An Accord Between the Government of Canada and the Voluntary Sector
Every day in Canada, volunteers and staff working in thousands of voluntary sector organizations
are actively involved in making a difference in improving their communities. This is the Canadian
way. The voluntary sector3
is one of three pillars that constitute Canadian society, together with the public4
and private sectors. Our quality of life, our economic strength and the vitality of our democratic
institutions depend on the vibrancy of these interdependent sectors and the support they provide
to one another.
Voluntary sector groups touch virtually all aspects of our society
from social justice, human rights, environment, health and faith to arts and culture, sports
and recreation. They deliver services critical to Canadians, advocate for common causes, support
economic and community development in Canada and worldwide, and raise funds.
The voluntary sector has also been instrumental in the development
of most of the public services we rely on today as essential aspects of a caring society - schools,
hospitals, assistance to the disadvantaged, and care for children in need. All of these began
as voluntary initiatives. Today, both the public and voluntary sectors are involved in the delivery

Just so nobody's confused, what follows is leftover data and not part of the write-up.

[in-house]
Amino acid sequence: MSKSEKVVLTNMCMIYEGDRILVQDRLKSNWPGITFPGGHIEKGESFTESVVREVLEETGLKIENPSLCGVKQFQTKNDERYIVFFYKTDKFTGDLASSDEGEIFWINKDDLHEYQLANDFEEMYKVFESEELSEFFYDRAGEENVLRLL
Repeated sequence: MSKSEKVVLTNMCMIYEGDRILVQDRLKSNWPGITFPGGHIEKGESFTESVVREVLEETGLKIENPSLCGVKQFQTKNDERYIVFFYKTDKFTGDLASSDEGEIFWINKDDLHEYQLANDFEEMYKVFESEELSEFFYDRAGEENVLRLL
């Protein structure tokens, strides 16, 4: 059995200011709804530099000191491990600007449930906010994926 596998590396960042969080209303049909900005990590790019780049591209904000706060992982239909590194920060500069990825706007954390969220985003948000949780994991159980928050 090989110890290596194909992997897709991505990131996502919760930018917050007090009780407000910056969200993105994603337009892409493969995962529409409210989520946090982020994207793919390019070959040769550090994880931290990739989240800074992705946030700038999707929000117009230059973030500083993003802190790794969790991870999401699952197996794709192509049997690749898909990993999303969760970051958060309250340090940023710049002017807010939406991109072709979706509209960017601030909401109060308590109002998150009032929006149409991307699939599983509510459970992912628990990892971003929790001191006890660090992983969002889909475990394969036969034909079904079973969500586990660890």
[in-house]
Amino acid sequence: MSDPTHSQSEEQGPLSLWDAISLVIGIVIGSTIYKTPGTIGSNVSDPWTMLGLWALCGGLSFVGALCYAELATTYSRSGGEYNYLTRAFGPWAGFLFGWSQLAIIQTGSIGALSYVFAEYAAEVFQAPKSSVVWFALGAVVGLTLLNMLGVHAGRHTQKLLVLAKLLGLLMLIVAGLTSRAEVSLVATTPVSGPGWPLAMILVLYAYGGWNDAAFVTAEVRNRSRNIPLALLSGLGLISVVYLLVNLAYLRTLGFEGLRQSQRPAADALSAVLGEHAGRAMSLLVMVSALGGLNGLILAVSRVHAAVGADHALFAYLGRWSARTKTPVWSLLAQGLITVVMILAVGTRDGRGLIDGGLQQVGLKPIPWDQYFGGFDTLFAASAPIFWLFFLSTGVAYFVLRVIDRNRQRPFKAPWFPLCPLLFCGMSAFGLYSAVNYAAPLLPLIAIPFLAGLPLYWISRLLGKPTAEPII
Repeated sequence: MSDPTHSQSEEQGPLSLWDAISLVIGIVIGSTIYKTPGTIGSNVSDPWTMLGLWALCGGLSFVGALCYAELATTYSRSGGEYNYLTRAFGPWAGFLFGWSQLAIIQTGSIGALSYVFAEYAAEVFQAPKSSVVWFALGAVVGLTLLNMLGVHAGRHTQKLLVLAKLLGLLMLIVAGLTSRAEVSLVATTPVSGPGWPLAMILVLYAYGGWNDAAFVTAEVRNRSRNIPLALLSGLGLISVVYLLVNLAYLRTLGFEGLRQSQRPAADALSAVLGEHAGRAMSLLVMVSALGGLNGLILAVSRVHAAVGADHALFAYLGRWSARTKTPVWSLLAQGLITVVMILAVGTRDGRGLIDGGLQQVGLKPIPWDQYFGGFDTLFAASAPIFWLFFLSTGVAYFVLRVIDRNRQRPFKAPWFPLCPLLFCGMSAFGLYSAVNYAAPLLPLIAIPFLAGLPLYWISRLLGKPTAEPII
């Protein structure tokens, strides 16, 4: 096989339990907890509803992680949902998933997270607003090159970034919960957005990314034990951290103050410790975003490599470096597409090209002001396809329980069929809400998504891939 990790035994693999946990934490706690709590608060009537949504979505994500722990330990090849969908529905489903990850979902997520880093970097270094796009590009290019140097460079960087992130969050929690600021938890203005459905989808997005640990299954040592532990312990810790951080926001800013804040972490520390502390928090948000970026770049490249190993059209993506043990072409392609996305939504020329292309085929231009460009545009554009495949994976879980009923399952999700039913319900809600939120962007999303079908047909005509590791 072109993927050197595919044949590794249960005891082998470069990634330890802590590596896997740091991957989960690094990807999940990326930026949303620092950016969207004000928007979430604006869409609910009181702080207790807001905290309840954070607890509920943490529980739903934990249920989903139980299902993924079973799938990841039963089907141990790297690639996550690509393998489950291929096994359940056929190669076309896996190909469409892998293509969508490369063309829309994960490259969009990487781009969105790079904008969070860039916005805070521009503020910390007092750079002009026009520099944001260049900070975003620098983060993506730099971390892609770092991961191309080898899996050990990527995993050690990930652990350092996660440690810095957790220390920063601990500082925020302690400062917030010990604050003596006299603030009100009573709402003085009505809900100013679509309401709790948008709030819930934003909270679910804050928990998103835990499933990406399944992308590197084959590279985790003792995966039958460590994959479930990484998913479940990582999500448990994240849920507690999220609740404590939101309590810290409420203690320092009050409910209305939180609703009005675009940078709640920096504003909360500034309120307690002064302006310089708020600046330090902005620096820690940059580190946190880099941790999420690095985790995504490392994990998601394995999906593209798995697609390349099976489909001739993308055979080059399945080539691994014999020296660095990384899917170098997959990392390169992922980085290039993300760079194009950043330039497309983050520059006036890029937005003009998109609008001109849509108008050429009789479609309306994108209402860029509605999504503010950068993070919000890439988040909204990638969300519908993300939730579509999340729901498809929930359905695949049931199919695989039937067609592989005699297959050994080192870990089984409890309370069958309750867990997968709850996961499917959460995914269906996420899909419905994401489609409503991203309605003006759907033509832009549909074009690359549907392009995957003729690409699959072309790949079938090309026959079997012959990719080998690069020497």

of these services.
Voluntary sector organizations bring their knowledge, expertise and
compassion in working with communities and individuals to public policy debates and identify
priorities to governments. By encouraging people to participate and work together for common
causes, the sector strengthens citizen engagement, gives voice to the voiceless, allows for
multiple perspectives to be heard on a variety of issues, and provides opportunities for people
to practice the skills of democratic life.
The voluntary sector provides opportunities for millions of volunteers
to contribute to the life of their communities. The term "volunteer" refers to all who work
by choice, without remuneration, on causes or for people outside their personal sphere. People
volunteer formally, through organizations, or informally by participating and helping others.
Volunteering takes different forms in different cultures and different regions of the country.
People work and volunteer in the voluntary sector because they are committed to making a difference
and believe deeply in the work they are doing.
Aboriginal people have a special place in Canadian society, and the
content of this framework agreement needs to be interpreted or applied differently to reflect
their point of view.
Volunteers are involved in all three sectors5
but it is the voluntary sector that has been built by volunteers and continues to do the most
to mobilize their efforts. The rich network of organizations, called the voluntary sector, helps
make Canada the humane, caring and prosperous nation it is and is one of the strengths for which
Canada is known around the world.